You want freedom? Build it.
There has been many a debate about the recent, somehow surprising discovery that github is a company with interests that are perhaps beyond our own. Whatever. Honestly, github is replaceable. The real issue is the one we as developers, creatives, and people who like difficult problems should be talking about: WTF is a centralized website doing wrapping a distributed protocol?
I propose a simple, real-world problem: make code as available as possible and ensure that it is correct when retrieved and from the source you desire it. You may give up confidentiality and consistency since this is impos-sible given our goal. Can you provide this with high probability that code cannot be destroyed permanently?
We want it quickly, so we shouldn't reinvent. Therefore, let's look at what we have.
What is Git
Git is a ridiculously simple protocol. The design is made up of blocks and bridges like most distributed systems. The blocks are commits and the bridges are simple links between them. Follow the bridges from any point, you get a snapshot of the codebase. Easy.
In many ways you can just see git as a filesystem — it's content-addressable, and it has a notion of versioning, but I really really designed it coming at the problem from the viewpoint of a filesystem person (hey, kernels is what I do), and I actually have absolutely zero interest in creating a traditional SCM system.— Linus Torvalds, designer of git and Linux kernel, available
Git projects can be distributed anywhere. Either as a link to the git project through some sort of URI or by duplicating most or all of the structure on a separate system. Consistency is maintained through hashes serving as unique identifiers to target specific commits (when named, this is a code branch) and internal delta objects lighten the load of replication.
Git preserves the integrity of the code (it would be rather worthless if it didn't) with simple hashes and availability through manual replication. The point of a service that uses git would be to strengthen the availability and simply relax and fall in love with the parts that ensure integrity.
Too much hand waving for you? Sweet, read Git from the bottom up.
What is Github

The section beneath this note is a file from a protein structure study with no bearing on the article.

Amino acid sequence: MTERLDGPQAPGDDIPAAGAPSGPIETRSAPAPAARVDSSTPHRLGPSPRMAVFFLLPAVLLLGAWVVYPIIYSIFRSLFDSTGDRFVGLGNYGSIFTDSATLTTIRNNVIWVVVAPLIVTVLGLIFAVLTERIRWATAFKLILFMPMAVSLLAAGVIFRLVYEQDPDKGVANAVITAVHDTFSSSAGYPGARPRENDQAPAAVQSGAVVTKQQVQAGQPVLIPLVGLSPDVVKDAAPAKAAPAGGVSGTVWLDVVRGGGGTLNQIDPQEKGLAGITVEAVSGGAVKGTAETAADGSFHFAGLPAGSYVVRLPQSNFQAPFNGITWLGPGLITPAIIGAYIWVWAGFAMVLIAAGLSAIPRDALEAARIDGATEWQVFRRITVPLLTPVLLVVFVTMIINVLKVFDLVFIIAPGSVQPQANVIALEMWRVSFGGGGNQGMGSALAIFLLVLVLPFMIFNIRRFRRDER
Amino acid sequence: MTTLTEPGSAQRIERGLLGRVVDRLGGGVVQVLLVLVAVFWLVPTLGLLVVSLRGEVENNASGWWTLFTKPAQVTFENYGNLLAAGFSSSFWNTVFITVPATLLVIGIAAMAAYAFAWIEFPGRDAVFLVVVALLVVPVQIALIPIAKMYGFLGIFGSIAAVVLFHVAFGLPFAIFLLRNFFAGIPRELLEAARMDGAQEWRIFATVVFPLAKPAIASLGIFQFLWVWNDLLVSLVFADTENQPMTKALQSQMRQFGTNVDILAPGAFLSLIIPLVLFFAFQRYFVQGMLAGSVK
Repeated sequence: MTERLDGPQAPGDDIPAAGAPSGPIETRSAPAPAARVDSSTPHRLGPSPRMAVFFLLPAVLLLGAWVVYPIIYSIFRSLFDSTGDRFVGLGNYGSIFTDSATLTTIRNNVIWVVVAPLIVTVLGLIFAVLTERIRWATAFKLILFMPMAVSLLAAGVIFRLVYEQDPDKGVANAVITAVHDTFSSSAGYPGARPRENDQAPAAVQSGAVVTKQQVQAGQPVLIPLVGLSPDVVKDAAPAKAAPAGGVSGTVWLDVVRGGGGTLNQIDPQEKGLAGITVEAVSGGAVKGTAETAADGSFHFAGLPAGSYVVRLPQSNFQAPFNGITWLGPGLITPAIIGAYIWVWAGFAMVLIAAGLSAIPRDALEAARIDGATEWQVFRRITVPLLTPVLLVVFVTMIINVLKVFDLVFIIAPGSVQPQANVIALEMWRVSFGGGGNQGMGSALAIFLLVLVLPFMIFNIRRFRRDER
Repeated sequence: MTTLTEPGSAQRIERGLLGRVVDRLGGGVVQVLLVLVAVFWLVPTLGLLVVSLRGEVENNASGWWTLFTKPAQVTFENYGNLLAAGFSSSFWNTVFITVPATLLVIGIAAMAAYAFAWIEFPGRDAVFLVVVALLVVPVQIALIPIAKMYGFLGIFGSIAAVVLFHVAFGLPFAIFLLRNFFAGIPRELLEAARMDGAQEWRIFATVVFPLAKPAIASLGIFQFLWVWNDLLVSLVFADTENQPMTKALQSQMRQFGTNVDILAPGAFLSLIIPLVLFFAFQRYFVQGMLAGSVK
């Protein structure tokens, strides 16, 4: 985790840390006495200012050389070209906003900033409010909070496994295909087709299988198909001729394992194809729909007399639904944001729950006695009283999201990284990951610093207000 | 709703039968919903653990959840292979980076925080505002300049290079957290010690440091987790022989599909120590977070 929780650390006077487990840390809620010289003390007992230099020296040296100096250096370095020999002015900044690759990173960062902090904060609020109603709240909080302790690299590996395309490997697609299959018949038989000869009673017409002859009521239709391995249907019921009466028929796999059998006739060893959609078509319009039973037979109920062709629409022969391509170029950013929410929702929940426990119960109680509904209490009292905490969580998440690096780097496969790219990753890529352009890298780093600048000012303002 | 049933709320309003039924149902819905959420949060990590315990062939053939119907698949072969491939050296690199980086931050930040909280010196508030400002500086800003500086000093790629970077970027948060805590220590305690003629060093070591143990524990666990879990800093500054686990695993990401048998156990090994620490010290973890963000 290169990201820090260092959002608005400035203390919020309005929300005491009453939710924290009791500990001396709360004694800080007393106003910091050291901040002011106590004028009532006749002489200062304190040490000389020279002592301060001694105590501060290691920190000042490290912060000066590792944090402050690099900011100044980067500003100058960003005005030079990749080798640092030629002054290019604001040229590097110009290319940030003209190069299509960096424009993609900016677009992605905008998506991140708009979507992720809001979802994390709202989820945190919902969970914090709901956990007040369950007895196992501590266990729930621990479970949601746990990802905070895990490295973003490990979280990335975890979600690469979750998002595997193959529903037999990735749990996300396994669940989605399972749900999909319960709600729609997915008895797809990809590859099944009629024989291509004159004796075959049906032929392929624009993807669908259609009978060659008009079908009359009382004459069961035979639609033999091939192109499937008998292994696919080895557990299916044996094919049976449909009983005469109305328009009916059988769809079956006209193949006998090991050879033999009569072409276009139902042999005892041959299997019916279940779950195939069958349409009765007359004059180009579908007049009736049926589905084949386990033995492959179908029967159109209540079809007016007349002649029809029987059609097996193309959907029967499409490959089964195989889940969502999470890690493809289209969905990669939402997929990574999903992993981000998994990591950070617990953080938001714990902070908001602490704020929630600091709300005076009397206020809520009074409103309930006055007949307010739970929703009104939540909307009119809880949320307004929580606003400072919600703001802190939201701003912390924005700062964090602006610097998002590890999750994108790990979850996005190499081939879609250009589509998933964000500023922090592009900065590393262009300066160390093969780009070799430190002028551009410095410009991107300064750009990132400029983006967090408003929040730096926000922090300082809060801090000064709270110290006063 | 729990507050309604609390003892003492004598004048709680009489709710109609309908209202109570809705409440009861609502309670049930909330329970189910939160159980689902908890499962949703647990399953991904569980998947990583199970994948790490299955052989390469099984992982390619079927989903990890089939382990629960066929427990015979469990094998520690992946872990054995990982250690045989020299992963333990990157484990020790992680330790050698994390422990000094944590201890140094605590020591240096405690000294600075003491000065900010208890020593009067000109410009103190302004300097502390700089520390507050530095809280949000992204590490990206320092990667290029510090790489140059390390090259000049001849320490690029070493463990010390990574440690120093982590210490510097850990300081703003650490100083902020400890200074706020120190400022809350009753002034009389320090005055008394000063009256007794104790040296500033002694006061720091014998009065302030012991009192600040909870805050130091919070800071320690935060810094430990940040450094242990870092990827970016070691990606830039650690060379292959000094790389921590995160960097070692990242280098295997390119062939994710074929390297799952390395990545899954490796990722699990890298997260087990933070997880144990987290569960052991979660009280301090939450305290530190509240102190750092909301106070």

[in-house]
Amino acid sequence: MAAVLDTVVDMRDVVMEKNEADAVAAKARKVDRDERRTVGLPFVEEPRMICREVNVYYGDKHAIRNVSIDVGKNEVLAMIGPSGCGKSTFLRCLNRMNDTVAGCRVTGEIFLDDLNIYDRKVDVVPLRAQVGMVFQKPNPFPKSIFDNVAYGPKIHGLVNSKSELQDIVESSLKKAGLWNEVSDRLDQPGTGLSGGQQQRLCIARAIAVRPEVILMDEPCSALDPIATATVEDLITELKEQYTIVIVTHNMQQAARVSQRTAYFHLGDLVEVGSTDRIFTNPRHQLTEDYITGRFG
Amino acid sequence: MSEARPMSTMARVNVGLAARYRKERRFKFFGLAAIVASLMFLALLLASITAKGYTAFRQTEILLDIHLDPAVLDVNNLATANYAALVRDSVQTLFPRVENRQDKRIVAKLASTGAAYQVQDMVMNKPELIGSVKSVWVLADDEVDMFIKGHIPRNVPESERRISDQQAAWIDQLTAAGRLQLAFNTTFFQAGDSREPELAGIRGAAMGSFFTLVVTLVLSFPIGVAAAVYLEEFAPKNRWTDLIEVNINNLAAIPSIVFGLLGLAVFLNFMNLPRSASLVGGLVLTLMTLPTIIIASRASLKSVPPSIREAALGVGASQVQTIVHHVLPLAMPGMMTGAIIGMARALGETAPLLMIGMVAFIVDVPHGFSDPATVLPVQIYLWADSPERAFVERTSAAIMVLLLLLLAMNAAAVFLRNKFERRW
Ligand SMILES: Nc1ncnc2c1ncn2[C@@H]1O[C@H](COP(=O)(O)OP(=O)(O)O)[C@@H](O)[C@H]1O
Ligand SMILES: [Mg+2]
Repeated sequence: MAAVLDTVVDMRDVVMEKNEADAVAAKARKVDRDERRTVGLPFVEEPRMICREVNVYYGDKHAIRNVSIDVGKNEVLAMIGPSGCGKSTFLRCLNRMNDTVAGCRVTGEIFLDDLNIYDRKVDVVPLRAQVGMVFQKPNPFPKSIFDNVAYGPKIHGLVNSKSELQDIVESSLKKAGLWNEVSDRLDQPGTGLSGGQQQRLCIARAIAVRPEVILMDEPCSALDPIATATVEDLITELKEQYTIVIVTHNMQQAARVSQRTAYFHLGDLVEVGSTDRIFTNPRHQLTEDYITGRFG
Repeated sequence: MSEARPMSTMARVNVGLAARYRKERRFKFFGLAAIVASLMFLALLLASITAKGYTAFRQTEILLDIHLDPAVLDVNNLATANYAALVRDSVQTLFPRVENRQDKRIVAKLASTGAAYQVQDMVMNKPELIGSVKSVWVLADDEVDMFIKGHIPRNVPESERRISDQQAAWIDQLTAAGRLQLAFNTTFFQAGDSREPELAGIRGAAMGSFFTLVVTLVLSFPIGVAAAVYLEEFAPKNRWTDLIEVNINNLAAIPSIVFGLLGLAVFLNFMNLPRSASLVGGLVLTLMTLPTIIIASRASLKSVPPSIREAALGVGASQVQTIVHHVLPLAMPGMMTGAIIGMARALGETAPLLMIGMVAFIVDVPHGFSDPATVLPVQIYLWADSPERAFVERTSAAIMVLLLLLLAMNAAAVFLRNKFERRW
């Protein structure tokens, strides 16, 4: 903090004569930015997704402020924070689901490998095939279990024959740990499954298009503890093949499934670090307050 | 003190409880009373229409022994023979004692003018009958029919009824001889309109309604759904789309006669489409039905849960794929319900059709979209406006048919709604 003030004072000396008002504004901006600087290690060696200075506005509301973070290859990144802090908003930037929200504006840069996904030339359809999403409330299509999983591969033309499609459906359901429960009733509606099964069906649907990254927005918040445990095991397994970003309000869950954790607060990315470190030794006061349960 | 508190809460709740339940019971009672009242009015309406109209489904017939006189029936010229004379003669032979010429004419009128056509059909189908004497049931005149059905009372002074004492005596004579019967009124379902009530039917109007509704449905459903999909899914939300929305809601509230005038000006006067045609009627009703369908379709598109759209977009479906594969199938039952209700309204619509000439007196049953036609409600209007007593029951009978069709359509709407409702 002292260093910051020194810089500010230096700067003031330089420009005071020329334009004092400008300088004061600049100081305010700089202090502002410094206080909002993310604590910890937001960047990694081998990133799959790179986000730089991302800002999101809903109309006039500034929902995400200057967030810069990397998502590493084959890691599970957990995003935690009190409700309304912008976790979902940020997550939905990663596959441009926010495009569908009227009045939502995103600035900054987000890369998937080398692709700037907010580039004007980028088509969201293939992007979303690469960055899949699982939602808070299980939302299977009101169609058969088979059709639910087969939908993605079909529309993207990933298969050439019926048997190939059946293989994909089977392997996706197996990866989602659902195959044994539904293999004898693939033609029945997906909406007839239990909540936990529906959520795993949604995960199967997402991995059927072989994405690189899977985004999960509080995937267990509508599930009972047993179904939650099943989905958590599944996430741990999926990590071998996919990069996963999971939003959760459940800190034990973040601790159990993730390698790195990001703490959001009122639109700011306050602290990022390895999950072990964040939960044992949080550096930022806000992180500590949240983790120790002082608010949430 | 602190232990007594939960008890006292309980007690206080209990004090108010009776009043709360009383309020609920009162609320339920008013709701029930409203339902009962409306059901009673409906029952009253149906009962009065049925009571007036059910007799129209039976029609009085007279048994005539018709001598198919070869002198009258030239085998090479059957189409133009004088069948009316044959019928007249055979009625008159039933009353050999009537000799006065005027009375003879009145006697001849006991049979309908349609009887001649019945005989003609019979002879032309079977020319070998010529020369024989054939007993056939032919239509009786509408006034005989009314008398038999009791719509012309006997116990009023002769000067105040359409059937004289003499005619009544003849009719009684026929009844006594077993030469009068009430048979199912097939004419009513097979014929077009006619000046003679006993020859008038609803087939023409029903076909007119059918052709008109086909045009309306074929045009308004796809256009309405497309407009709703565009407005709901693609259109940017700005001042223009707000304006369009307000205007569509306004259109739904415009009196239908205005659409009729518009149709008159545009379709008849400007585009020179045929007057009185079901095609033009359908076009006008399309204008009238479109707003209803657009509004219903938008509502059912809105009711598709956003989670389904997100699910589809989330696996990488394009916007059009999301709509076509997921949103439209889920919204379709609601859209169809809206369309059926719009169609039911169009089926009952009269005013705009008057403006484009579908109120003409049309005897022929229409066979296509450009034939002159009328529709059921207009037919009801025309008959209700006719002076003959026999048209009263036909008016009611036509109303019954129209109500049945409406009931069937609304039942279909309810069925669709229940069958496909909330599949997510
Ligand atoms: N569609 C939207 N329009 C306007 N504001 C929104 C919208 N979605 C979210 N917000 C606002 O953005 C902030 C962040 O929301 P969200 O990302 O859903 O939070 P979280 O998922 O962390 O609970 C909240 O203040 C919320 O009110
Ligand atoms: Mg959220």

Github is a centralized website. It serves to host a git project. It is centralized in that it promotes a culture where code is available on their servers and nowhere else. The fact that you can distribute your code easily on different sites is a property of git, not github. If their servers go down (and they do) then your code only exists locally in the common case where you do not manually replicate it.
By orienting around people rather than repositories, GitHub has become the de facto social network for programmers— Peter Levine, affiliated with the $100 million backing of github, available
Why Should We Be Mad?
The thing is... git allows us to have high availability and a known point of access. Hell, we can have known points of access to particular commits. If we replicate and go through a peer-to-peer system, we can have a known point of access to many points of access.
[CS is] just such an amazing field, and it's changed the world, and we're just at the beginning of the change.— Frances E. Allen, compiler and systems researcher, Turing Award winner
Yet... github makes the whole availability thing a bit more difficult in the general case. This should absolutely infuriate us. That's a backward step to solving the given problem. It is a lack of substantial progress. Should we accept the concept of social coding that github gives us even though it hinders or obscures the socially beneficial prospects of a distributed system? Can a diverse set of people use our code because github exists? Nothing prohibits this for git, but nothing promotes it either.
What is a Federated System